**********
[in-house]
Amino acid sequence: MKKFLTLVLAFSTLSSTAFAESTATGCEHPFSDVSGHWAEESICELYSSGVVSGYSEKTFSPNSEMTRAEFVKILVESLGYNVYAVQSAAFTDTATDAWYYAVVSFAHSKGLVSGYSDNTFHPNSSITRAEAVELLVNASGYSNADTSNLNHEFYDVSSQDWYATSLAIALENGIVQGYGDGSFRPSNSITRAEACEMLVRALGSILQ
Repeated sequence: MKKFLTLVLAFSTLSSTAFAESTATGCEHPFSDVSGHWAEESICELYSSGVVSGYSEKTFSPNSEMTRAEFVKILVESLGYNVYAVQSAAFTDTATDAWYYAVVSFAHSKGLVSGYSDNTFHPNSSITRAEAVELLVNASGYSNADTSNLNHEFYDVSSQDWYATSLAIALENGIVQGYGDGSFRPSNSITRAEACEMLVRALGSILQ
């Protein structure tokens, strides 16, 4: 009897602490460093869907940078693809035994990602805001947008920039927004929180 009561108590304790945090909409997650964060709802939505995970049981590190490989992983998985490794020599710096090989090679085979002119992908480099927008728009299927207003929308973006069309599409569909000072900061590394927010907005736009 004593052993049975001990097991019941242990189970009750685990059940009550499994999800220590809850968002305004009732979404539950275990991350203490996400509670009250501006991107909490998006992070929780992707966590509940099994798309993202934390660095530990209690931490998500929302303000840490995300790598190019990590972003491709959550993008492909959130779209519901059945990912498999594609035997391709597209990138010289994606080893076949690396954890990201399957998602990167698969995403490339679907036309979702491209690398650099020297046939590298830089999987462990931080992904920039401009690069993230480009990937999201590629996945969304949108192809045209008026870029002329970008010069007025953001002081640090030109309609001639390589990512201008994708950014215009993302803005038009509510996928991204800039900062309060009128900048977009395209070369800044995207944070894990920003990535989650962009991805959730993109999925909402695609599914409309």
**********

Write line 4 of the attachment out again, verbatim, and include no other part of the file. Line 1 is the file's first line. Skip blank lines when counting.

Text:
């Protein structure tokens, strides 16, 4: 009897602490460093869907940078693809035994990602805001947008920039927004929180 009561108590304790945090909409997650964060709802939505995970049981590190490989992983998985490794020599710096090989090679085979002119992908480099927008728009299927207003929308973006069309599409569909000072900061590394927010907005736009 004593052993049975001990097991019941242990189970009750685990059940009550499994999800220590809850968002305004009732979404539950275990991350203490996400509670009250501006991107909490998006992070929780992707966590509940099994798309993202934390660095530990209690931490998500929302303000840490995300790598190019990590972003491709959550993008492909959130779209519901059945990912498999594609035997391709597209990138010289994606080893076949690396954890990201399957998602990167698969995403490339679907036309979702491209690398650099020297046939590298830089999987462990931080992904920039401009690069993230480009990937999201590629996945969304949108192809045209008026870029002329970008010069007025953001002081640090030109309609001639390589990512201008994708950014215009993302803005038009509510996928991204800039900062309060009128900048977009395209070369800044995207944070894990920003990535989650962009991805959730993109999925909402695609599914409309």